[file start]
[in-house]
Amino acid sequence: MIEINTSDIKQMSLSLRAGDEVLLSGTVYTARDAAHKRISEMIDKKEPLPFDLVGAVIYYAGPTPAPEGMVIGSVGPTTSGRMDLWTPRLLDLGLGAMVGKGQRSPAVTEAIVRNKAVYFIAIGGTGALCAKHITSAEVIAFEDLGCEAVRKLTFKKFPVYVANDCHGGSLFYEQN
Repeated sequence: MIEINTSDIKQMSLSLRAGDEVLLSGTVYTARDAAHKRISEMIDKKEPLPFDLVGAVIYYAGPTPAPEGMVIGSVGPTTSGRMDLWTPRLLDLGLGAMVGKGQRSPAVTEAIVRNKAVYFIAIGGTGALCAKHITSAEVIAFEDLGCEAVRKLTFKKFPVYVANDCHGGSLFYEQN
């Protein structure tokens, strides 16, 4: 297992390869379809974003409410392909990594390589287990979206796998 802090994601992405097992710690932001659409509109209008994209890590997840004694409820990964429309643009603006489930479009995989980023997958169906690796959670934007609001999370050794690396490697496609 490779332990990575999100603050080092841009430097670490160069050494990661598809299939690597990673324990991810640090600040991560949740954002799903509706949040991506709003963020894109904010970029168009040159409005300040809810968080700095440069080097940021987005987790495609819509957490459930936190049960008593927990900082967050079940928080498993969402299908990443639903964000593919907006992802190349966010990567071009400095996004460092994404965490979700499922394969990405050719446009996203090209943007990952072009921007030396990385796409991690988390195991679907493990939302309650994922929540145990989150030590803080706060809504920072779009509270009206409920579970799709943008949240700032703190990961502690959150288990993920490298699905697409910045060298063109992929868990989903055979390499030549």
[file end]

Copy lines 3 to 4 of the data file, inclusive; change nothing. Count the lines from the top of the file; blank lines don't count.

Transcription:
Repeated sequence: MIEINTSDIKQMSLSLRAGDEVLLSGTVYTARDAAHKRISEMIDKKEPLPFDLVGAVIYYAGPTPAPEGMVIGSVGPTTSGRMDLWTPRLLDLGLGAMVGKGQRSPAVTEAIVRNKAVYFIAIGGTGALCAKHITSAEVIAFEDLGCEAVRKLTFKKFPVYVANDCHGGSLFYEQN
């Protein structure tokens, strides 16, 4: 297992390869379809974003409410392909990594390589287990979206796998 802090994601992405097992710690932001659409509109209008994209890590997840004694409820990964429309643009603006489930479009995989980023997958169906690796959670934007609001999370050794690396490697496609 490779332990990575999100603050080092841009430097670490160069050494990661598809299939690597990673324990991810640090600040991560949740954002799903509706949040991506709003963020894109904010970029168009040159409005300040809810968080700095440069080097940021987005987790495609819509957490459930936190049960008593927990900082967050079940928080498993969402299908990443639903964000593919907006992802190349966010990567071009400095996004460092994404965490979700499922394969990405050719446009996203090209943007990952072009921007030396990385796409991690988390195991679907493990939302309650994922929540145990989150030590803080706060809504920072779009509270009206409920579970799709943008949240700032703190990961502690959150288990993920490298699905697409910045060298063109992929868990989903055979390499030549």